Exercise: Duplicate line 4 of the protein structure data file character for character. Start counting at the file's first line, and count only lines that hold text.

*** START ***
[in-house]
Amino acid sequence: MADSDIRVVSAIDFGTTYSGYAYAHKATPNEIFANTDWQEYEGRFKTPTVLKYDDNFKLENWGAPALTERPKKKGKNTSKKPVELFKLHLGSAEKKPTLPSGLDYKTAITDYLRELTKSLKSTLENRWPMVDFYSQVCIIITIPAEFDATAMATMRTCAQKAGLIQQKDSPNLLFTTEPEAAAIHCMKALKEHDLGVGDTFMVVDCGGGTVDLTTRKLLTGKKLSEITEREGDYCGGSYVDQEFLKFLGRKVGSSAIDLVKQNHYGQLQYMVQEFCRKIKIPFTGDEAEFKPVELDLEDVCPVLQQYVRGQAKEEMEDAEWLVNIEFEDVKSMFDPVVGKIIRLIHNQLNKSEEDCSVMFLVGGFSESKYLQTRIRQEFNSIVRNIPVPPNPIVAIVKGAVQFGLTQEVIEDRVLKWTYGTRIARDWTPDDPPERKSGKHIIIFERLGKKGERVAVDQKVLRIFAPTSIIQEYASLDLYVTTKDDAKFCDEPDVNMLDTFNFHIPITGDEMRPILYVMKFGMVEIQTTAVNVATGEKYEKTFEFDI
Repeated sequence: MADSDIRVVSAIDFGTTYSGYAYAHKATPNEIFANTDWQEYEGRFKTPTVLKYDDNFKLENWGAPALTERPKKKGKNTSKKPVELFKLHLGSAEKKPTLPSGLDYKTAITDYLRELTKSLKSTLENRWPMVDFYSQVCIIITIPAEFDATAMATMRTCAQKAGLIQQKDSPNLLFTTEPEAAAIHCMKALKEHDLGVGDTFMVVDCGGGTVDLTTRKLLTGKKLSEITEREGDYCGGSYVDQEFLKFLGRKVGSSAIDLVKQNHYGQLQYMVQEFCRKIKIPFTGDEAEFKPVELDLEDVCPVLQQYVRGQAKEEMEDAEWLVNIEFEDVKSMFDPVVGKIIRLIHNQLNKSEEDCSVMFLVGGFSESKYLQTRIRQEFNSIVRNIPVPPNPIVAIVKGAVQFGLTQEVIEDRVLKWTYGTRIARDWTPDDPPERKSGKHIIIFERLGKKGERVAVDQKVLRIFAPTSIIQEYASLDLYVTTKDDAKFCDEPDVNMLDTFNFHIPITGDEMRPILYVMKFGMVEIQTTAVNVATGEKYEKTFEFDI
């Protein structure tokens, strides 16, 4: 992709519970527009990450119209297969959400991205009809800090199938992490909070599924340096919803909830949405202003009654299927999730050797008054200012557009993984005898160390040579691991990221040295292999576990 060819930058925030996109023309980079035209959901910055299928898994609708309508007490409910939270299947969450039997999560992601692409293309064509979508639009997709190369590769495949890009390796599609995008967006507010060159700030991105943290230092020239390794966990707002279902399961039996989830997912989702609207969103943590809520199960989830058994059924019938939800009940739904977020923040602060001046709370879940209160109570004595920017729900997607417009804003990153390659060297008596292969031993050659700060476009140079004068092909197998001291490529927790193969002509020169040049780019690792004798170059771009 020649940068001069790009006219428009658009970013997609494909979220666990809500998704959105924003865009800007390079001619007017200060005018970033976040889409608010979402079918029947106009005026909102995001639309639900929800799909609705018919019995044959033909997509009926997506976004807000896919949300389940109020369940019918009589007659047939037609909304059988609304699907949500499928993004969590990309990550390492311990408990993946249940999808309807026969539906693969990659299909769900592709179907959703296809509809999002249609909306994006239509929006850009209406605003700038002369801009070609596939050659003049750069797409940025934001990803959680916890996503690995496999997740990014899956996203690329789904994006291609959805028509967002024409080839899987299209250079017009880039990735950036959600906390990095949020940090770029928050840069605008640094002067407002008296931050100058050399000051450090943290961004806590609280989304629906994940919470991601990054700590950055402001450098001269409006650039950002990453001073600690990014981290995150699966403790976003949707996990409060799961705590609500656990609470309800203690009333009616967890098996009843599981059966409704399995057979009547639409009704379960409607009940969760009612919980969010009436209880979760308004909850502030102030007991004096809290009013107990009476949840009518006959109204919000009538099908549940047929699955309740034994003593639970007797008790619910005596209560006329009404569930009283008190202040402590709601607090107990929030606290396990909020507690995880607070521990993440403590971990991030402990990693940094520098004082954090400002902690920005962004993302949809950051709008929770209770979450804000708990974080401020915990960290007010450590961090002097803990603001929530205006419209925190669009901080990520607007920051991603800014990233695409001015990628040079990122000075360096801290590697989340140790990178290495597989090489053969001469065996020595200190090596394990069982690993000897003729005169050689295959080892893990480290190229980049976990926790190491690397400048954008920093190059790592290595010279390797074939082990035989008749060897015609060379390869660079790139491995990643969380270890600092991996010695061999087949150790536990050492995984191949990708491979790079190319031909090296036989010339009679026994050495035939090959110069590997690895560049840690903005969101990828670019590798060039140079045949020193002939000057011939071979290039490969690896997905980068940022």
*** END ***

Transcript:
């Protein structure tokens, strides 16, 4: 992709519970527009990450119209297969959400991205009809800090199938992490909070599924340096919803909830949405202003009654299927999730050797008054200012557009993984005898160390040579691991990221040295292999576990 060819930058925030996109023309980079035209959901910055299928898994609708309508007490409910939270299947969450039997999560992601692409293309064509979508639009997709190369590769495949890009390796599609995008967006507010060159700030991105943290230092020239390794966990707002279902399961039996989830997912989702609207969103943590809520199960989830058994059924019938939800009940739904977020923040602060001046709370879940209160109570004595920017729900997607417009804003990153390659060297008596292969031993050659700060476009140079004068092909197998001291490529927790193969002509020169040049780019690792004798170059771009 020649940068001069790009006219428009658009970013997609494909979220666990809500998704959105924003865009800007390079001619007017200060005018970033976040889409608010979402079918029947106009005026909102995001639309639900929800799909609705018919019995044959033909997509009926997506976004807000896919949300389940109020369940019918009589007659047939037609909304059988609304699907949500499928993004969590990309990550390492311990408990993946249940999808309807026969539906693969990659299909769900592709179907959703296809509809999002249609909306994006239509929006850009209406605003700038002369801009070609596939050659003049750069797409940025934001990803959680916890996503690995496999997740990014899956996203690329789904994006291609959805028509967002024409080839899987299209250079017009880039990735950036959600906390990095949020940090770029928050840069605008640094002067407002008296931050100058050399000051450090943290961004806590609280989304629906994940919470991601990054700590950055402001450098001269409006650039950002990453001073600690990014981290995150699966403790976003949707996990409060799961705590609500656990609470309800203690009333009616967890098996009843599981059966409704399995057979009547639409009704379960409607009940969760009612919980969010009436209880979760308004909850502030102030007991004096809290009013107990009476949840009518006959109204919000009538099908549940047929699955309740034994003593639970007797008790619910005596209560006329009404569930009283008190202040402590709601607090107990929030606290396990909020507690995880607070521990993440403590971990991030402990990693940094520098004082954090400002902690920005962004993302949809950051709008929770209770979450804000708990974080401020915990960290007010450590961090002097803990603001929530205006419209925190669009901080990520607007920051991603800014990233695409001015990628040079990122000075360096801290590697989340140790990178290495597989090489053969001469065996020595200190090596394990069982690993000897003729005169050689295959080892893990480290190229980049976990926790190491690397400048954008920093190059790592290595010279390797074939082990035989008749060897015609060379390869660079790139491995990643969380270890600092991996010695061999087949150790536990050492995984191949990708491979790079190319031909090296036989010339009679026994050495035939090959110069590997690895560049840690903005969101990828670019590798060039140079045949020193002939000057011939071979290039490969690896997905980068940022």